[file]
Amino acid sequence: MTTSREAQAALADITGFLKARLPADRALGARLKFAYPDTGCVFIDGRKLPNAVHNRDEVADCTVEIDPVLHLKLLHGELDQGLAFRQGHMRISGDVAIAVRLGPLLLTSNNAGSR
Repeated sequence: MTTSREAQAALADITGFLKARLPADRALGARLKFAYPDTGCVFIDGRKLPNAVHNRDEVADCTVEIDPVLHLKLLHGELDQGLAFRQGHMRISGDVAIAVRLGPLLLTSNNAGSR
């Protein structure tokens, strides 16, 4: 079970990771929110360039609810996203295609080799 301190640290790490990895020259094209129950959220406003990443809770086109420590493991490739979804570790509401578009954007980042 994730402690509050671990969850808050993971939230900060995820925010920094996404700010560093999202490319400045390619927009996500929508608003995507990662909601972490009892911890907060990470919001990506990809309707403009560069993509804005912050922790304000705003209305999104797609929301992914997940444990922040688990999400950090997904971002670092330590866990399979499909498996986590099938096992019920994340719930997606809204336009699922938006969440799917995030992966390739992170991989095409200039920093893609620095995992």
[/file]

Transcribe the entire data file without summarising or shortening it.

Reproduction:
Amino acid sequence: MTTSREAQAALADITGFLKARLPADRALGARLKFAYPDTGCVFIDGRKLPNAVHNRDEVADCTVEIDPVLHLKLLHGELDQGLAFRQGHMRISGDVAIAVRLGPLLLTSNNAGSR
Repeated sequence: MTTSREAQAALADITGFLKARLPADRALGARLKFAYPDTGCVFIDGRKLPNAVHNRDEVADCTVEIDPVLHLKLLHGELDQGLAFRQGHMRISGDVAIAVRLGPLLLTSNNAGSR
């Protein structure tokens, strides 16, 4: 079970990771929110360039609810996203295609080799 301190640290790490990895020259094209129950959220406003990443809770086109420590493991490739979804570790509401578009954007980042 994730402690509050671990969850808050993971939230900060995820925010920094996404700010560093999202490319400045390619927009996500929508608003995507990662909601972490009892911890907060990470919001990506990809309707403009560069993509804005912050922790304000705003209305999104797609929301992914997940444990922040688990999400950090997904971002670092330590866990399979499909498996986590099938096992019920994340719930997606809204336009699922938006969440799917995030992966390739992170991989095409200039920093893609620095995992």